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Trustees look to strengthen library’s finances


OGDENSBURG — When the Ogdensburg Public Library’s board of trustees holds its annual winter retreat, the conversation will focus on one major topic: the financial future of the library.

At the board meeting Thursday, Director Wayne L. Miller laid out several proposals, from raising revenues to offering another public referendum like the one defeated in 2011.

The library’s outlook for this year is far from carefree. Its $582,712 budget has a city contribution of $532,712, $13,000 less than requested. Also missing is $11,502 in St. Lawrence County funds.

“There’s a lot to consider here,” said Cathy C. Piche, the board’s chairwoman.

Two years ago, the library proposed a $527,245 Ogdensburg City School District tax levy in a referendum. Viewed as a means of eliminating the dependence on city funds, it was voted down 626-356.

“It was a very sobering experience,” Mr. Miller said. “People saw it as another tax.”

Referendums, he said in his monthly report to the trustees, have a mixed record of results.

“There are many instances of this model which led us to go on the school ballot two years ago,” he said. “In some instances, like Potsdam, it took more than one try. In other instances, like Long Lake, Rome and Albany, the library decided that the investment in purchasing the services of specialized professional services was critical. Our first foray was disheartening to some, but was also a great learning experience. It helped generate community support both during the campaign and since. There are libraries that wait until a public vote becomes a life or death option before going on the ballot. In Norwood’s case, their successful eleventh hour vote has given them a new lease on life. In Constantia in Oswego County, defeated propositions meant the end of their public library.”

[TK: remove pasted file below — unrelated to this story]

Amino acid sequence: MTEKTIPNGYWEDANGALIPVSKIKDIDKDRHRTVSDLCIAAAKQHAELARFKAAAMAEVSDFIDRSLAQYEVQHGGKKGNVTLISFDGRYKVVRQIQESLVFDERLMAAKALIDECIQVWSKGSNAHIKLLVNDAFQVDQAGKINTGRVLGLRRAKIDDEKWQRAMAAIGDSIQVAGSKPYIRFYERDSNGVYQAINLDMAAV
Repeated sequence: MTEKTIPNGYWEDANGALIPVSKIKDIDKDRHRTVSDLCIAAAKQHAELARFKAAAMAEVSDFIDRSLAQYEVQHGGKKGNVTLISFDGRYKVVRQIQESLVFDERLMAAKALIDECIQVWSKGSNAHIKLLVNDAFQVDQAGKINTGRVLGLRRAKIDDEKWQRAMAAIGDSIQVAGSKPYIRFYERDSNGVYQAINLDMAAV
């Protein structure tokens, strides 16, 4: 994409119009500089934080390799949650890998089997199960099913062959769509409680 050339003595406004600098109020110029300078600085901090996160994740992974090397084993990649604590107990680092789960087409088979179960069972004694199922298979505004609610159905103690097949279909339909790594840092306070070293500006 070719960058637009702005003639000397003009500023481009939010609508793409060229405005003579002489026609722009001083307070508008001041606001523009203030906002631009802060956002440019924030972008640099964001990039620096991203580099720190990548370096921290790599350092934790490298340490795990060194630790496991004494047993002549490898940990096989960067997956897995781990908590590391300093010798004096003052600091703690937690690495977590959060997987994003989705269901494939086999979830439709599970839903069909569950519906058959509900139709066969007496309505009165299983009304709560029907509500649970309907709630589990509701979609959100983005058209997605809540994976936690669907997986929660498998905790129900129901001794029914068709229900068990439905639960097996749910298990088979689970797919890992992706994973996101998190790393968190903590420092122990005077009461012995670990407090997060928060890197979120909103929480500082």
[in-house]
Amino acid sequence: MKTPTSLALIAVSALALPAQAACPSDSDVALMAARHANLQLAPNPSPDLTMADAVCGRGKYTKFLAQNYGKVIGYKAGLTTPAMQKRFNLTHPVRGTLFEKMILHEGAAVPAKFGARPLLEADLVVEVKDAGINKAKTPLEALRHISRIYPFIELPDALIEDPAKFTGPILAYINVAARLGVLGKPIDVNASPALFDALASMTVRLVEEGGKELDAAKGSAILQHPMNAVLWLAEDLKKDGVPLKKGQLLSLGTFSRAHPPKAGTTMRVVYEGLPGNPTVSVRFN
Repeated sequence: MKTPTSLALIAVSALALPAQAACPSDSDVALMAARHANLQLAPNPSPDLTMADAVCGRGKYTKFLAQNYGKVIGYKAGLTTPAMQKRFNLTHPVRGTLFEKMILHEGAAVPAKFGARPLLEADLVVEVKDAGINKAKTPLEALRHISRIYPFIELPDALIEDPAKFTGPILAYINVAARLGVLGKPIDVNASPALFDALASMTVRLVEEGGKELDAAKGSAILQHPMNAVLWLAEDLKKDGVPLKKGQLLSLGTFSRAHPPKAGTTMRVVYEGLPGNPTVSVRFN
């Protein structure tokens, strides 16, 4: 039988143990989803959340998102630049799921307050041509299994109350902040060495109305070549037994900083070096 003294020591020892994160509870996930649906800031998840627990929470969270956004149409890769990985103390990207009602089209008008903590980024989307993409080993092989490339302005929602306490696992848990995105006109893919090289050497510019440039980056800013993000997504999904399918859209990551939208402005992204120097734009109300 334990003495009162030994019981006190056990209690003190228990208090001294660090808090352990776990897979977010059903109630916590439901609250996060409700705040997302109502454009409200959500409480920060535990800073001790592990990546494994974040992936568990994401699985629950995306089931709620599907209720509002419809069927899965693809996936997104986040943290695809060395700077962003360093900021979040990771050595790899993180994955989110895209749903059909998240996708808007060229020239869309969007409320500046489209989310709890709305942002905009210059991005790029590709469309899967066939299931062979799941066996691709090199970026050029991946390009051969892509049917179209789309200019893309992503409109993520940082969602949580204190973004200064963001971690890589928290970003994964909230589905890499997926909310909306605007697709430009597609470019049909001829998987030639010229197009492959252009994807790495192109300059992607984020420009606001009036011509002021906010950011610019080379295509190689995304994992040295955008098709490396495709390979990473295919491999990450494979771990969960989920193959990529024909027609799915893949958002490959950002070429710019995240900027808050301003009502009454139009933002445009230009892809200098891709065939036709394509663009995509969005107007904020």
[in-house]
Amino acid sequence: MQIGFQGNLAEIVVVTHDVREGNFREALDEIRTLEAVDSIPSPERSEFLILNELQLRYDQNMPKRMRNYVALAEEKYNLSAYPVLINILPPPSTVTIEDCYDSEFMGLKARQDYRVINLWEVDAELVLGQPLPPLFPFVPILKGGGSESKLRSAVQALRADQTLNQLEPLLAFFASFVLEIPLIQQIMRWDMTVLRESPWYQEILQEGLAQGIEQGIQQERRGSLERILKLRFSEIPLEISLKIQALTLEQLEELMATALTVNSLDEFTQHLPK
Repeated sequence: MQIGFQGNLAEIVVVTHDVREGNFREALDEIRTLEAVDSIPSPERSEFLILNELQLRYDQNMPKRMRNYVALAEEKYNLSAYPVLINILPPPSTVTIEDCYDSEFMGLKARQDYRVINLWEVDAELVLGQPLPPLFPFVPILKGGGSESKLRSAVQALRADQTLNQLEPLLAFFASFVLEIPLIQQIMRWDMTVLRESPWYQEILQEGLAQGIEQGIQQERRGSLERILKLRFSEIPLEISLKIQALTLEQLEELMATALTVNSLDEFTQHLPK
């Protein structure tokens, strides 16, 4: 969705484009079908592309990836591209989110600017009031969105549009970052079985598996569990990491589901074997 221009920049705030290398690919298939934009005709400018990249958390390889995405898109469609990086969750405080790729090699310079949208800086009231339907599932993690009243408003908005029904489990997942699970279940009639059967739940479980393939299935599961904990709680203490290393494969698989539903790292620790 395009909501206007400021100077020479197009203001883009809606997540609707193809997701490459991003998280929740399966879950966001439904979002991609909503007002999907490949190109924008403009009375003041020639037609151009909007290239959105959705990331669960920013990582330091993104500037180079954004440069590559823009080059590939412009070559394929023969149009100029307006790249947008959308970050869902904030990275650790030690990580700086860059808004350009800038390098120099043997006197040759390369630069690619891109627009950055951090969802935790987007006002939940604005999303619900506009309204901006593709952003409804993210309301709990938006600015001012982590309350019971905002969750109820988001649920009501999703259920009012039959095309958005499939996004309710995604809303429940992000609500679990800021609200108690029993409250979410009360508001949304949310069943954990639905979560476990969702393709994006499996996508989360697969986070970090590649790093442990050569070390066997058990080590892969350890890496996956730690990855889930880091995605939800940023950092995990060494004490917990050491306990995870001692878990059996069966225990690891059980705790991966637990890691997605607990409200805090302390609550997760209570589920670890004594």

Another idea is to start charging more for services and features and charging for those that are now free.

“To a small degree, Ogdensburg Public Library and most libraries are already employing this model,” Mr. Miller said in his report. “We charge for printing, copying, fax services and are currently adding facility rental. Current pricing is designed to recover the basic cost of the service. These fees could be increased. Canton (Free Library) charges adults one dollar for DVDs. Ogdensburg Public Library currently loans between 10,000 and 15,000 DVDs per year. On one hand, people tend to value things to the degree for which they pay for them. On the other, there is a strong ‘free public library’ brand built upon collective community funding to provide services and materials that are equally available to all. Would it become even more difficult to justify the appropriation of tax dollars for a service which charges its customers? Or have society and this community come to expect, or at least accept, the ‘fee for service’ model for public services?”

“I can see it as a revenue stream,” he said. “A buck here and a buck there. It might not be a bad thing.”

The library’s $500,000 endowment is also a key player in shaping the library’s financial stability. “Currently, Ogdensburg Public Library derives about five percent of our budget from the general endowment,” Mr. Miller said in his report. “Increasing that endowment to the $3 million or $4 million range would generate 30 percent of our budget, a substantial portion.”

Ms. Piche said all possibilities should be explored if the library is ever to be self-sustaining.

“Financial stability is everything,” she said.

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